Mateusz Morawiecki made the declaration as he visited military exercises in the southeastern Polish town of Nowa Dęba on Wednesday, public broadcaster Polish Radio’s IAR news agency reported.
Earlier in the day, Russian President Vladimir Putin ordered a partial mobilisation of 300,000 reservists for his country's military campaign in Ukraine, according to news outlets.
The Kremlin leader warned that Russia had "lots of weapons to reply" to what he described as Western threats, adding that he was not bluffing, the Reuters news agency reported.
Putin’s move came after Moscow-installed authorities in occupied areas of four Ukrainian regions, Donetsk, Luhansk, Kherson and Zaporizhzhia, on Tuesday unveiled plans to stage referendums on joining Russia from September 23 to 27.
‘We must show our defensive power’: Polish PM
Commenting on these developments, the Polish prime minister told reporters: “The news of partial mobilisation in Russia has been confirmed. Russia will continue its campaign of destruction and will seek to bring about a destruction of Ukraine and an annexation of parts of its territory.”
“We must not allow this,” he said.
Morawiecki added: “When Russia is showing its brutal might, we must show our defensive power.”
He also stated: "Poland is part of the most important alliance in the history of the world and this is a powerful security guarantee for us."
Putin’s effectiveness ‘extremely limited’
Meanwhile, Polish Deputy Foreign Minister Paweł Jabłoński said that Putin was “seeking to escalate the war,” but his effectiveness would be “extremely limited.“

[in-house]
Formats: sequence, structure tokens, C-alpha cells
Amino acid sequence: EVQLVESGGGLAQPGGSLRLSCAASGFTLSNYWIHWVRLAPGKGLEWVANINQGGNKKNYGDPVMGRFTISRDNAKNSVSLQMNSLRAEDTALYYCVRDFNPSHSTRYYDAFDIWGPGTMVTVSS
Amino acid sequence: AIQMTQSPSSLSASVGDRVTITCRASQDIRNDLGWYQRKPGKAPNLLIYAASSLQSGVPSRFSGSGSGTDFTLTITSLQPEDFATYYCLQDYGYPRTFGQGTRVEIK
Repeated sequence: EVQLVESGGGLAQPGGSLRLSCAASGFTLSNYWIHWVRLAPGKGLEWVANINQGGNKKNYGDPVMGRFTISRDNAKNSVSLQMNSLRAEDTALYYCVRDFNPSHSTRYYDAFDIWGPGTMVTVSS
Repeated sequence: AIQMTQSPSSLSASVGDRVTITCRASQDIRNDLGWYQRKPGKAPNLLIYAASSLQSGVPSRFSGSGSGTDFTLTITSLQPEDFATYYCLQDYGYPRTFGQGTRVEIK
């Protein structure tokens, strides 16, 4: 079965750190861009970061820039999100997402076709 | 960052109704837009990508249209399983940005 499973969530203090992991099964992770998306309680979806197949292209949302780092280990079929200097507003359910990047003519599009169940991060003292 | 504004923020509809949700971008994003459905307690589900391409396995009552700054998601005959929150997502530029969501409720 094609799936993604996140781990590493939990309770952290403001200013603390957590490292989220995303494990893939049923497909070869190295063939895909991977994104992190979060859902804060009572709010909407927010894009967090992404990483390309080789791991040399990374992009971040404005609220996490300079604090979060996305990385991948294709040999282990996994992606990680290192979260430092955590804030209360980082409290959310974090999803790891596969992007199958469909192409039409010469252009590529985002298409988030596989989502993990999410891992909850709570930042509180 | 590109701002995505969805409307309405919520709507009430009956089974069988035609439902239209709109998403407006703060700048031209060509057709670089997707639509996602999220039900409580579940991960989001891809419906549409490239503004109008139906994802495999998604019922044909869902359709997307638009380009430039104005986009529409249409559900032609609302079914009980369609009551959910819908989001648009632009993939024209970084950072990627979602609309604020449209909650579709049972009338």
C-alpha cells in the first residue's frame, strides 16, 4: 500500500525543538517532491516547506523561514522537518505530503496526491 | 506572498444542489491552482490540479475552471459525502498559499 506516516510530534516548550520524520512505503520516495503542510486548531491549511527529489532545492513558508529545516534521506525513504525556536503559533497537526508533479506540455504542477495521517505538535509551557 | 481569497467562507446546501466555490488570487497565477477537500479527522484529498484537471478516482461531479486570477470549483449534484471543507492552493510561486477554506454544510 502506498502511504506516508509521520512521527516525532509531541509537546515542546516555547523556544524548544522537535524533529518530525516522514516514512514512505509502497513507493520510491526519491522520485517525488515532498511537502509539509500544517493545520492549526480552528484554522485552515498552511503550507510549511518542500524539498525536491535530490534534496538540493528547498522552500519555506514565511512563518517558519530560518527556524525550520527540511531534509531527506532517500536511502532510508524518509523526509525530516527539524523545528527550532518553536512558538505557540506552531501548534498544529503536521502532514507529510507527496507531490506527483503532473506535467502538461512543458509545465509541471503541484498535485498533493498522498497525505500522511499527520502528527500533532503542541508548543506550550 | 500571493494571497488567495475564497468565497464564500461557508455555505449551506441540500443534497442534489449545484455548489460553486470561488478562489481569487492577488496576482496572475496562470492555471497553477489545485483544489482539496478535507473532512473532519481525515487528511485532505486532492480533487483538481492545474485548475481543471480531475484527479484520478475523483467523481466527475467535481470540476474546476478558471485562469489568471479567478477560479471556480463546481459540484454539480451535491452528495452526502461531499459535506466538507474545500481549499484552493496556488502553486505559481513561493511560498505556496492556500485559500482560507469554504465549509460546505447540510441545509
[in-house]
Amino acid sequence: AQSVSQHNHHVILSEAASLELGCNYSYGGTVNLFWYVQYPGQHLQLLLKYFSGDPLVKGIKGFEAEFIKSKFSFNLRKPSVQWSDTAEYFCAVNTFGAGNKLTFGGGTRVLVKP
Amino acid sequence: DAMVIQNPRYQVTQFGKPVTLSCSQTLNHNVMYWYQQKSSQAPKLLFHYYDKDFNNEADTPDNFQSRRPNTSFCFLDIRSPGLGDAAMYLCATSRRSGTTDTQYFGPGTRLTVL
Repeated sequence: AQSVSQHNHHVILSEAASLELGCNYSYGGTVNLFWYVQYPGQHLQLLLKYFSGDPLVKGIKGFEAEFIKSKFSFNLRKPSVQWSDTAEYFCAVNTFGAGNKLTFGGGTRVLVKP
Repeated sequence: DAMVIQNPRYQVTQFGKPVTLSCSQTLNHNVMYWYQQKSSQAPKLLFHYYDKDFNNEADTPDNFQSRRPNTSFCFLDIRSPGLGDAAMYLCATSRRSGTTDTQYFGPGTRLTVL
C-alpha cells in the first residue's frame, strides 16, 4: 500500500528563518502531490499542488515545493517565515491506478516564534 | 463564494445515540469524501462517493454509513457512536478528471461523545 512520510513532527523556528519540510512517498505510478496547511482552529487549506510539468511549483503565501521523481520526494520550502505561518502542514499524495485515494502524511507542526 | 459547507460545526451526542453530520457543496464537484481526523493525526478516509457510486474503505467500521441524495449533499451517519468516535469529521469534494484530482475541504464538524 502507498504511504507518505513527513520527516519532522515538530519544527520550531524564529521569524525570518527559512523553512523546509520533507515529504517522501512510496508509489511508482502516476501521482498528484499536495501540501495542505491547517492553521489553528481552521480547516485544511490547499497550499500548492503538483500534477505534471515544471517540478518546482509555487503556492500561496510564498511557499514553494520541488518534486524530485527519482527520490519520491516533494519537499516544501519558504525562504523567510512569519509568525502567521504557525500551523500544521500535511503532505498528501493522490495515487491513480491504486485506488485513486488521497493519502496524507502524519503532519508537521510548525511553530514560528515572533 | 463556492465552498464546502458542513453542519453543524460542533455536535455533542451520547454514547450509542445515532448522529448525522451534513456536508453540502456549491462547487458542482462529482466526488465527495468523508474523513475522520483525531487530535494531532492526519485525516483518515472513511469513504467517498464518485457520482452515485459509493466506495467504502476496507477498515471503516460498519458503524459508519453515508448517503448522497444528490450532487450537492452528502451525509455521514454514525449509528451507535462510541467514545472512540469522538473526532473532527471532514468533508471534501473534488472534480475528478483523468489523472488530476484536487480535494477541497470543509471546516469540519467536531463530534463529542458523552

Jabłoński told the state news agency PAP: “Russian President Vladimir Putin is seeking an escalation of the war, but the effectiveness of his real actions, when it comes to military mobilisation and the threats of using nuclear weapons, will be extremely limited.”
Paweł Szrot, chief of staff to Polish President Andrzej Duda, said that the Kremlin’s decree on partial mobilisation signified “nothing new.”
“It merely legitimises a process that has been taking place in Russia for months,” he added.
“It means that the growing, covert mobilisation is taking formal shape,” Szrot told reporters, predicting that the process of preparing new soldiers would be “very difficult” for Russia.
He observed that Russia “is a country that is waging war and has big problems with supplying the army and training new troops.”
Russian army's staffing problems
A Polish military expert said that Putin’s decree on partial mobilisation signalled Russia’s “staffing problems” and "issues with force generation” for the war effort in Ukraine.
Mariusz Cielma, editor-in-chief of the Nowa Technika Wojskowa [New Military Technology] periodical, told the PAP news agency: “This decision [on partial mobilisation] was caused by staffing problems, meagre effects of volunteer recruitment and the early resignations of current servicemen from their contracts.”
Wednesday is day 210 of the Russian invasion of Ukraine.
Source: IAR, PAP, niezalezna.pl